On the eve of the 132nd running of the Preakness, George Bolton invited his partners to his family horse farm on the edge of Baltimore for a small party to celebrate the unlikely chain of events that put Curlin in the second jewel of horse racing's Triple Crown.
It wasn't about nostalgia, though there had to be plenty of that for a man who grew up around horses and remembers watching his first Preakness at age 5. It was more about the spirit of the partnership that gambled big bucks on a one-time winner who has taken his owners on the ride of their lives.
"It is a dream come true," Bolton said. "I grew up on a farm that my father owns, only about 10 miles from here across from St. Timothy's School on [Greenspring] Avenue. So very close. The team was all there last night."
Bolton, 43, went to Gilman before leaving Baltimore for prep school and the University of Virginia. He returned to become a managing director at Alex. Brown & Sons before being transferred to San Francisco, where he now makes his home.
So, maybe he's only a part-time Baltimore guy, but he comes from the family that - among other interests - once ran The Sun. The farm was bequeathed to his father by his great-aunt, Ida Perry Black, whose husband was an aviation pioneer and the chairman of the A.S. Abell Co., which owned The Sun until it was sold to the Times Mirror Co. in the 1980s. Bolton's father, Perry, won the Maryland Hunt Cup in 1998 with a horse named Welterweight and continues to raise horses for fox hunting and steeplechase.
Sorry for the history lesson, but it helps put the race into better context for Bolton, who was still trying to get his arms around the notion that he was one of the owners of a Preakness champion.
"You never think you're going to ever be in a race or win a race like this," Bolton said. "This is something that is very surreal. The Derby was surreal. The Arkansas Derby was surreal. I am just very proud to be associated with this group and to win a race 10 miles from my father's farm is a great, great honor.
"But I think the most important thing for all of us is that Curlin won a great one and he won one of the three classics. If I had anything to prioritize in my head, it is just great to win a big, big race with a horse that has got the talent he does."
The partnership continued to dodge questions yesterday about how much was actually paid for Curlin (estimates range to $3.5 million for 80 percent of the colt) after trainer Steve Asmussen saw him score an impressive maiden victory at Gulfstream Park in February, or the percentage of ownership held by each of the partners. Each of them, however, seems very comfortable with an arrangement that allowed them to share the initial risk and enjoy this amazing reward.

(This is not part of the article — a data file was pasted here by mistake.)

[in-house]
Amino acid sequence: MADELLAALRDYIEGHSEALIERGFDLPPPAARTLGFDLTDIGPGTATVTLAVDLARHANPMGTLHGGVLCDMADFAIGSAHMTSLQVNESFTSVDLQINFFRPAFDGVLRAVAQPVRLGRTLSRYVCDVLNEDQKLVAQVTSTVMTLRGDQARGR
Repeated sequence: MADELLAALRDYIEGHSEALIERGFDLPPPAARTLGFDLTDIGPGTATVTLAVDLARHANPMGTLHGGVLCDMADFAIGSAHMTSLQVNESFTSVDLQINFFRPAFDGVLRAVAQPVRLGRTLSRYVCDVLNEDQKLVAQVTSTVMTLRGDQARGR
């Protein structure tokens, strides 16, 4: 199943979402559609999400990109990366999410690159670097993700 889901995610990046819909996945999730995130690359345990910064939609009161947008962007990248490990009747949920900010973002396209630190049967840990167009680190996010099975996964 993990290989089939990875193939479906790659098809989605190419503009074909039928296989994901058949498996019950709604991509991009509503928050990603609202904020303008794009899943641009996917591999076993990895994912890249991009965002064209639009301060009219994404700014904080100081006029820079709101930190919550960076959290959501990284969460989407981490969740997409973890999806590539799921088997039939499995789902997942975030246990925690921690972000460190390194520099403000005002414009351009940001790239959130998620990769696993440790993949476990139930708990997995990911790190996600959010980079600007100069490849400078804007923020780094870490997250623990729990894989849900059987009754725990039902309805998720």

"When you buy a Curlin and you write a huge check, it can be a pretty lonely feeling if you do it by yourself," Bolton said. "That maiden race could have been his best race."
Instead, Curlin stretched out from a seven-furlong debut to a five-length victory in the Rebel Stakes at Oaklawn Park and a 10 1/2 -length victory in the Arkansas Derby.
"It was almost supernatural the way he went from a maiden at seven furlongs at Gulfstream to where we are today," said Bolton, who claims he was far more nervous yesterday than he was when Curlin came out of the gate at Churchill Downs.
There was more at stake then, but nobody has a right to expect too much in a 20-horse stampede. Curlin did not get a great trip and finished off the lead for the only time in his brief career.
"When you go into the Derby, you know you're throwing him to the wolves in that big field," he said. "Coming here, you're thinking, 'What if he comes in fourth and he's not the super horse that we think he is?'"
No worries anymore. Curlin pulled up alongside Derby winner Street Sense during the final furlong and won by a head bob in one of the most suspenseful Preakness finishes in history. Now, the partnership will wait until Asmussen evaluates the horse over the next few days before deciding whether to run him in the Belmont.
Bolton seemed to defer to the other partners at yesterday's post-race media conference, but he is no shrinking violet. His positive attitude, according to Asmussen, is one of the reasons for the great chemistry of the ownership syndicate.
"No matter how bad a day you're having, call George," he said. "George is 100 percent in charge of entertainment at all times."
That must have been obvious Friday night, when Bolton gave everyone a taste of old-school Baltimore hospitality.
"Our partnership is enjoying this as a group," Bolton said. "There is a nice energy to it. They say that partnerships can start to smell, but that's not the case at all there. We're having a great time."
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